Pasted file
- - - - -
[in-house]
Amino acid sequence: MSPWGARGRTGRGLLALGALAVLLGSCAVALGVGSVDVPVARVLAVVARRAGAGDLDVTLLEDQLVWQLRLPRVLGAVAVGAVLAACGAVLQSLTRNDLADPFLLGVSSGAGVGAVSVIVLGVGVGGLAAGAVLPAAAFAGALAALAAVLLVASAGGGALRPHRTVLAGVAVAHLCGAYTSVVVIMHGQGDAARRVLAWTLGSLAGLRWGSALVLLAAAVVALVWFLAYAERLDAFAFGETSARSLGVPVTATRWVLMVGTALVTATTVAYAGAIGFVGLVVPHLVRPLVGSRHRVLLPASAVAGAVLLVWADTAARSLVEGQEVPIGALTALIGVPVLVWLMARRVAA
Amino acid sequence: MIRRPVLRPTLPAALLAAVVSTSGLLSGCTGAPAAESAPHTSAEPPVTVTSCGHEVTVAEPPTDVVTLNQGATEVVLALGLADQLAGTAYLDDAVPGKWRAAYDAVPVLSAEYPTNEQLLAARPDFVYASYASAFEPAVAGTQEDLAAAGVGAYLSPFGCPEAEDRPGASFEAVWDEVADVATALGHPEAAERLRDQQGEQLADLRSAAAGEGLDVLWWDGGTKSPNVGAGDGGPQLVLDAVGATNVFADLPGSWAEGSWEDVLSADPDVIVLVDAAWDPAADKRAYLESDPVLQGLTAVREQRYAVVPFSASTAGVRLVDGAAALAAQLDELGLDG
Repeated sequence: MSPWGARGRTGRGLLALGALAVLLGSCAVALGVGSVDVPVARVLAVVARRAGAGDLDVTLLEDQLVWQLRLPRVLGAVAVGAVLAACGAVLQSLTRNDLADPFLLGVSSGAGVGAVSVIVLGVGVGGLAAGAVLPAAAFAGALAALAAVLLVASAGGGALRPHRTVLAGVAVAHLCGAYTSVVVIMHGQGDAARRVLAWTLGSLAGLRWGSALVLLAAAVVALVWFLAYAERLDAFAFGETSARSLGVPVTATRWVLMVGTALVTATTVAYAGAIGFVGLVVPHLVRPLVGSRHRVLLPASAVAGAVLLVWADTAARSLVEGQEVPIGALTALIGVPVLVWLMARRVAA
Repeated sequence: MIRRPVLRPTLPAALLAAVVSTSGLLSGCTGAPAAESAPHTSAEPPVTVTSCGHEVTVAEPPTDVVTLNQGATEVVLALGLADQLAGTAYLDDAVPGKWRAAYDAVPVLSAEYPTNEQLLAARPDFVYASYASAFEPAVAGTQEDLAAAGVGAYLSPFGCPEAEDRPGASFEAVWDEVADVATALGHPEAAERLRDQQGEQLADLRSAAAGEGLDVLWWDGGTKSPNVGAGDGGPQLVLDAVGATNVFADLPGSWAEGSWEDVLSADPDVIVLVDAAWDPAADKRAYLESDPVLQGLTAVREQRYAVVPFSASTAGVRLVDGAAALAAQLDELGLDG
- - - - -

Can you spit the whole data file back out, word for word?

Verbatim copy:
[in-house]
Amino acid sequence: MSPWGARGRTGRGLLALGALAVLLGSCAVALGVGSVDVPVARVLAVVARRAGAGDLDVTLLEDQLVWQLRLPRVLGAVAVGAVLAACGAVLQSLTRNDLADPFLLGVSSGAGVGAVSVIVLGVGVGGLAAGAVLPAAAFAGALAALAAVLLVASAGGGALRPHRTVLAGVAVAHLCGAYTSVVVIMHGQGDAARRVLAWTLGSLAGLRWGSALVLLAAAVVALVWFLAYAERLDAFAFGETSARSLGVPVTATRWVLMVGTALVTATTVAYAGAIGFVGLVVPHLVRPLVGSRHRVLLPASAVAGAVLLVWADTAARSLVEGQEVPIGALTALIGVPVLVWLMARRVAA
Amino acid sequence: MIRRPVLRPTLPAALLAAVVSTSGLLSGCTGAPAAESAPHTSAEPPVTVTSCGHEVTVAEPPTDVVTLNQGATEVVLALGLADQLAGTAYLDDAVPGKWRAAYDAVPVLSAEYPTNEQLLAARPDFVYASYASAFEPAVAGTQEDLAAAGVGAYLSPFGCPEAEDRPGASFEAVWDEVADVATALGHPEAAERLRDQQGEQLADLRSAAAGEGLDVLWWDGGTKSPNVGAGDGGPQLVLDAVGATNVFADLPGSWAEGSWEDVLSADPDVIVLVDAAWDPAADKRAYLESDPVLQGLTAVREQRYAVVPFSASTAGVRLVDGAAALAAQLDELGLDG
Repeated sequence: MSPWGARGRTGRGLLALGALAVLLGSCAVALGVGSVDVPVARVLAVVARRAGAGDLDVTLLEDQLVWQLRLPRVLGAVAVGAVLAACGAVLQSLTRNDLADPFLLGVSSGAGVGAVSVIVLGVGVGGLAAGAVLPAAAFAGALAALAAVLLVASAGGGALRPHRTVLAGVAVAHLCGAYTSVVVIMHGQGDAARRVLAWTLGSLAGLRWGSALVLLAAAVVALVWFLAYAERLDAFAFGETSARSLGVPVTATRWVLMVGTALVTATTVAYAGAIGFVGLVVPHLVRPLVGSRHRVLLPASAVAGAVLLVWADTAARSLVEGQEVPIGALTALIGVPVLVWLMARRVAA
Repeated sequence: MIRRPVLRPTLPAALLAAVVSTSGLLSGCTGAPAAESAPHTSAEPPVTVTSCGHEVTVAEPPTDVVTLNQGATEVVLALGLADQLAGTAYLDDAVPGKWRAAYDAVPVLSAEYPTNEQLLAARPDFVYASYASAFEPAVAGTQEDLAAAGVGAYLSPFGCPEAEDRPGASFEAVWDEVADVATALGHPEAAERLRDQQGEQLADLRSAAAGEGLDVLWWDGGTKSPNVGAGDGGPQLVLDAVGATNVFADLPGSWAEGSWEDVLSADPDVIVLVDAAWDPAADKRAYLESDPVLQGLTAVREQRYAVVPFSASTAGVRLVDGAAALAAQLDELGLDG